Zhengyu (Mark) Ma, M.D., Ph.D.

Research Interests

The T cell Immunology Lab focuses on antigen recognition by T lymphocytes, which is a critical step of immune responses to pathogens. As a main component of the adaptive immune system, T cells kill virus-infected cells and instruct other immune cells to fight invading pathogens. To accomplish these tasks, T cells must first recognize pathogen-derived antigens using T cell receptors (TCRs) expressed on the cell surface.

On the basic side of the research, we investigate how antigen-TCR interaction triggers an activation signal from the TCR. The mechanism of TCR signal initiation, also termed the “TCR triggering puzzle”, is one of the few fundamental questions in immunology today that remains unsolved. Since a T cell can only recognize antigens on the surface of a target cell, antigen-TCR interaction takes place at the T cell-target cell interface. In our lab, we tackle the TCR triggering puzzle by studying the antigen-TCR interaction in the context of the complex biochemical and physical microenvironment at the dynamic cell-cell interface. Taking into consideration  the mechanical forces sustained by the antigen-TCR interaction, we have proposed the “Receptor Deformation Model” of TCR triggering, which explains all three aspects of the TCR triggering puzzle (mechanism, sensitivity, specificity) for the first time. We continue to investigate this important question by employing interdisciplinary approaches such as light and atomic force microscopy, polymers, microfabrication and cellular and molecular biology techniques.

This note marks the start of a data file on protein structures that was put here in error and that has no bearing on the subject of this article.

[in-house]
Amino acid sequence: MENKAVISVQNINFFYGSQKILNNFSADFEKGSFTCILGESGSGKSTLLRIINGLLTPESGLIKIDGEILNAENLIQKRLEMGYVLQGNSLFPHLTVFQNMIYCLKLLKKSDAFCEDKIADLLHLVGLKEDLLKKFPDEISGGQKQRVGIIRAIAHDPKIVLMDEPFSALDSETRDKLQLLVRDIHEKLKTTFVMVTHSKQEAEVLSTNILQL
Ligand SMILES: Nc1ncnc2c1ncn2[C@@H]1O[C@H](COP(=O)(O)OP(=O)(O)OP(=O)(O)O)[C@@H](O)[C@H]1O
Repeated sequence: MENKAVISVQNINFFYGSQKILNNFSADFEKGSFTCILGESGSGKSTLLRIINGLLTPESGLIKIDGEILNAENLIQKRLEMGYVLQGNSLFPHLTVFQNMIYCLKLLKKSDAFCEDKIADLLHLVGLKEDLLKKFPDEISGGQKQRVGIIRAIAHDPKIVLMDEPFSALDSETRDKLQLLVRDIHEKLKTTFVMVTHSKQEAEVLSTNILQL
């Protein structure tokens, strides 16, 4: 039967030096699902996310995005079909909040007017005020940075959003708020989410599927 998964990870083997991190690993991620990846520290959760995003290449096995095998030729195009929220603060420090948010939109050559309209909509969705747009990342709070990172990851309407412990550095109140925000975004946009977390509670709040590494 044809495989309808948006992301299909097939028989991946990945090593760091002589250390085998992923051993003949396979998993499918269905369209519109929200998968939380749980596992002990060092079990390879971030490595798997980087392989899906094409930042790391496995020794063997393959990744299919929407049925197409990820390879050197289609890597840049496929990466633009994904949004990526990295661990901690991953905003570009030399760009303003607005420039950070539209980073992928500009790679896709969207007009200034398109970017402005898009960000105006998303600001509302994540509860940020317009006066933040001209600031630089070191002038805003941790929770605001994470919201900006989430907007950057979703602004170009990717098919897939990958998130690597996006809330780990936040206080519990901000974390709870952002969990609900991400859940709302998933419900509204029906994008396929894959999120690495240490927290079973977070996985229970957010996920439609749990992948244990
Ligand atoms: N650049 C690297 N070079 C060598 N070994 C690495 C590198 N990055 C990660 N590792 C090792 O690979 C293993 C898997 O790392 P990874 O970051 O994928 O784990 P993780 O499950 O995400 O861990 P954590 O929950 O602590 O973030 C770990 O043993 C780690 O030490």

On the applied side of the research, we develop T cell-based immunotherapies for diseases, such as cancer and allergy, using our expertise in T cell-antigen recognition. Recently, immunotherapy based on adoptive T cell transfer (ACT) has made great strides in treating cancer. In this approach, a patient’s own T cells are genetically engrafted ex vivo with an artificial TCR to recognize cancer cells, then given back to the patient to destroy the cancer cells. A great challenge for ACT to treat solid tumors is to engineer artificial TCRs that specifically recognize tumor cells but spare normal tissues. To address this, we are working on defining the parameters that determine the specificity of engineered TCRs. We are also developing new ways to screen for receptors that are specific for tumor antigens. In addition, we are developing ACT for allergy, especially severe allergic asthma, by designing artificial TCRs that recognize cells responsible for the disease.

Current Projects

  • Define the parameters that govern the specificity and sensitivity of artificial TCRs.
  • Develop a novel approach for generating antigen-specific binders for artificial TCRs.
  • Test the design of artificial TCRs for allergic diseases.
  • Determine the mechanical strength of antigen-TCR binding.

Research Group

  • Zhengyu (Mark) Ma, M.D, Ph.D. - Principal Investigator
  • Brittany Fay, B.S. -  Research Assistant
  • Adebomi Adejuwon, B.S. – Graduate Student
  • Karen Christie, B.S. – Graduate Student